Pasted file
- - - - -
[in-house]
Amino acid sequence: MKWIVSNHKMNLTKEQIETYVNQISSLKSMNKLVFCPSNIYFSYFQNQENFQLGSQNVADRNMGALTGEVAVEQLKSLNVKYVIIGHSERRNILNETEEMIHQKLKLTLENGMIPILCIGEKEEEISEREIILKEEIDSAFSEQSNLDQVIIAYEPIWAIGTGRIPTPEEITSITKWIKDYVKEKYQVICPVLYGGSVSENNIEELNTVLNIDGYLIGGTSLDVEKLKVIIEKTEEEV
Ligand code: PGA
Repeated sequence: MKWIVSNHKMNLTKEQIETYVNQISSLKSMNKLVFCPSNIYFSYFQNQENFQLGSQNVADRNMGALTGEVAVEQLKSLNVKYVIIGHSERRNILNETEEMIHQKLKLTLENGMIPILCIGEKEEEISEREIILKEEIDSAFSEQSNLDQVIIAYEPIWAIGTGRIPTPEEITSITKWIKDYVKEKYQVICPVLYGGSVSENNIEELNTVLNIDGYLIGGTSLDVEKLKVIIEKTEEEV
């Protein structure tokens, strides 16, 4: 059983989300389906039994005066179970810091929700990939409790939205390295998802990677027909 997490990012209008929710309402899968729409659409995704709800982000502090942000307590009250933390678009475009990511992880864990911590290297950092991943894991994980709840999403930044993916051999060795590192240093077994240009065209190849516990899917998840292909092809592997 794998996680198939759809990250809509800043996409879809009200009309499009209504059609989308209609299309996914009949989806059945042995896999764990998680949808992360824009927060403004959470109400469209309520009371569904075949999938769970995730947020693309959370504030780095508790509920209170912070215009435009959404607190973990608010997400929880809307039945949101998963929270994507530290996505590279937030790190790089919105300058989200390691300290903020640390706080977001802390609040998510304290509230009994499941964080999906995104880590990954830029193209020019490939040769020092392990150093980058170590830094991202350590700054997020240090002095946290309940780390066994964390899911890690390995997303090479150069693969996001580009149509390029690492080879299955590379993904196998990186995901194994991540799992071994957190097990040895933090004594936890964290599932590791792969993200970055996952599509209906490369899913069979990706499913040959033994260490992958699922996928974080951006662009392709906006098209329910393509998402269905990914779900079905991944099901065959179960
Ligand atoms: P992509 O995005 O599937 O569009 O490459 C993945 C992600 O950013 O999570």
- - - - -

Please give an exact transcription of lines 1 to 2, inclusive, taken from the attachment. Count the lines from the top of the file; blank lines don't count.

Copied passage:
[in-house]
Amino acid sequence: MKWIVSNHKMNLTKEQIETYVNQISSLKSMNKLVFCPSNIYFSYFQNQENFQLGSQNVADRNMGALTGEVAVEQLKSLNVKYVIIGHSERRNILNETEEMIHQKLKLTLENGMIPILCIGEKEEEISEREIILKEEIDSAFSEQSNLDQVIIAYEPIWAIGTGRIPTPEEITSITKWIKDYVKEKYQVICPVLYGGSVSENNIEELNTVLNIDGYLIGGTSLDVEKLKVIIEKTEEEV